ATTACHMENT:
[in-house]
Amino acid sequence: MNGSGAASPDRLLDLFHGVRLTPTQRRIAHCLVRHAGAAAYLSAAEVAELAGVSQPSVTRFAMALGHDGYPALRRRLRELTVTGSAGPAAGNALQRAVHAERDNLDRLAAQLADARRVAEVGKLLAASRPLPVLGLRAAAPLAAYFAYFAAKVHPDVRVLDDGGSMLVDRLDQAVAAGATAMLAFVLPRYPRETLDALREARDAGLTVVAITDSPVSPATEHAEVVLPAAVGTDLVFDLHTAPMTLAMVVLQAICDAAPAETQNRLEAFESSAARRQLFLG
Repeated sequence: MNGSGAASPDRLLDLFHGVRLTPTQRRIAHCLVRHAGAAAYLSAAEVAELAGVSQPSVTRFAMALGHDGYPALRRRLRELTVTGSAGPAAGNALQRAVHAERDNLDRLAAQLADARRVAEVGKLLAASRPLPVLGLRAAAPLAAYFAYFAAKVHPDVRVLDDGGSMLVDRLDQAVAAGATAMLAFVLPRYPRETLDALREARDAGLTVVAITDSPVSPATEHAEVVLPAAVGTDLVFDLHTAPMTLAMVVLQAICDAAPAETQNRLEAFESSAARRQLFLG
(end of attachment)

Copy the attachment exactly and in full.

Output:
[in-house]
Amino acid sequence: MNGSGAASPDRLLDLFHGVRLTPTQRRIAHCLVRHAGAAAYLSAAEVAELAGVSQPSVTRFAMALGHDGYPALRRRLRELTVTGSAGPAAGNALQRAVHAERDNLDRLAAQLADARRVAEVGKLLAASRPLPVLGLRAAAPLAAYFAYFAAKVHPDVRVLDDGGSMLVDRLDQAVAAGATAMLAFVLPRYPRETLDALREARDAGLTVVAITDSPVSPATEHAEVVLPAAVGTDLVFDLHTAPMTLAMVVLQAICDAAPAETQNRLEAFESSAARRQLFLG
Repeated sequence: MNGSGAASPDRLLDLFHGVRLTPTQRRIAHCLVRHAGAAAYLSAAEVAELAGVSQPSVTRFAMALGHDGYPALRRRLRELTVTGSAGPAAGNALQRAVHAERDNLDRLAAQLADARRVAEVGKLLAASRPLPVLGLRAAAPLAAYFAYFAAKVHPDVRVLDDGGSMLVDRLDQAVAAGATAMLAFVLPRYPRETLDALREARDAGLTVVAITDSPVSPATEHAEVVLPAAVGTDLVFDLHTAPMTLAMVVLQAICDAAPAETQNRLEAFESSAARRQLFLG